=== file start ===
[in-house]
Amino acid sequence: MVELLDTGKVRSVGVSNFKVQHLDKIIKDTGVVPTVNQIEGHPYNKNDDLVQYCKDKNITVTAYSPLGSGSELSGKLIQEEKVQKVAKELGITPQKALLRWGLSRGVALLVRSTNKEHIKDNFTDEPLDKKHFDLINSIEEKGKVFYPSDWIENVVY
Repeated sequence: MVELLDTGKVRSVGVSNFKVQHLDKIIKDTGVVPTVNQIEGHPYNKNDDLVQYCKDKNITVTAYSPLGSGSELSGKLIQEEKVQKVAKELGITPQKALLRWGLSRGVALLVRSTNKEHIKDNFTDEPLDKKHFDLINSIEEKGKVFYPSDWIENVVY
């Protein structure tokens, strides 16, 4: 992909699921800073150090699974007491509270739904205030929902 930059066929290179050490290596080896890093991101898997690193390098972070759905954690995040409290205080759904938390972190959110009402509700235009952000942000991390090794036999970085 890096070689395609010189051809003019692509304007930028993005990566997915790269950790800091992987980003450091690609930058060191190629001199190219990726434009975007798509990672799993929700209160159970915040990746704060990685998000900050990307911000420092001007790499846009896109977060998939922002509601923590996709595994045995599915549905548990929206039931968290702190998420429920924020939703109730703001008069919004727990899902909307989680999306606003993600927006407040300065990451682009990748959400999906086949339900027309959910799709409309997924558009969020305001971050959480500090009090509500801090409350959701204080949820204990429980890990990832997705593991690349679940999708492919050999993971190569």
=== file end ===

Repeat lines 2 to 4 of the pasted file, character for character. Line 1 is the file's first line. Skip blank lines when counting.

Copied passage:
Amino acid sequence: MVELLDTGKVRSVGVSNFKVQHLDKIIKDTGVVPTVNQIEGHPYNKNDDLVQYCKDKNITVTAYSPLGSGSELSGKLIQEEKVQKVAKELGITPQKALLRWGLSRGVALLVRSTNKEHIKDNFTDEPLDKKHFDLINSIEEKGKVFYPSDWIENVVY
Repeated sequence: MVELLDTGKVRSVGVSNFKVQHLDKIIKDTGVVPTVNQIEGHPYNKNDDLVQYCKDKNITVTAYSPLGSGSELSGKLIQEEKVQKVAKELGITPQKALLRWGLSRGVALLVRSTNKEHIKDNFTDEPLDKKHFDLINSIEEKGKVFYPSDWIENVVY
């Protein structure tokens, strides 16, 4: 992909699921800073150090699974007491509270739904205030929902 930059066929290179050490290596080896890093991101898997690193390098972070759905954690995040409290205080759904938390972190959110009402509700235009952000942000991390090794036999970085 890096070689395609010189051809003019692509304007930028993005990566997915790269950790800091992987980003450091690609930058060191190629001199190219990726434009975007798509990672799993929700209160159970915040990746704060990685998000900050990307911000420092001007790499846009896109977060998939922002509601923590996709595994045995599915549905548990929206039931968290702190998420429920924020939703109730703001008069919004727990899902909307989680999306606003993600927006407040300065990451682009990748959400999906086949339900027309959910799709409309997924558009969020305001971050959480500090009090509500801090409350959701204080949820204990429980890990990832997705593991690349679940999708492919050999993971190569």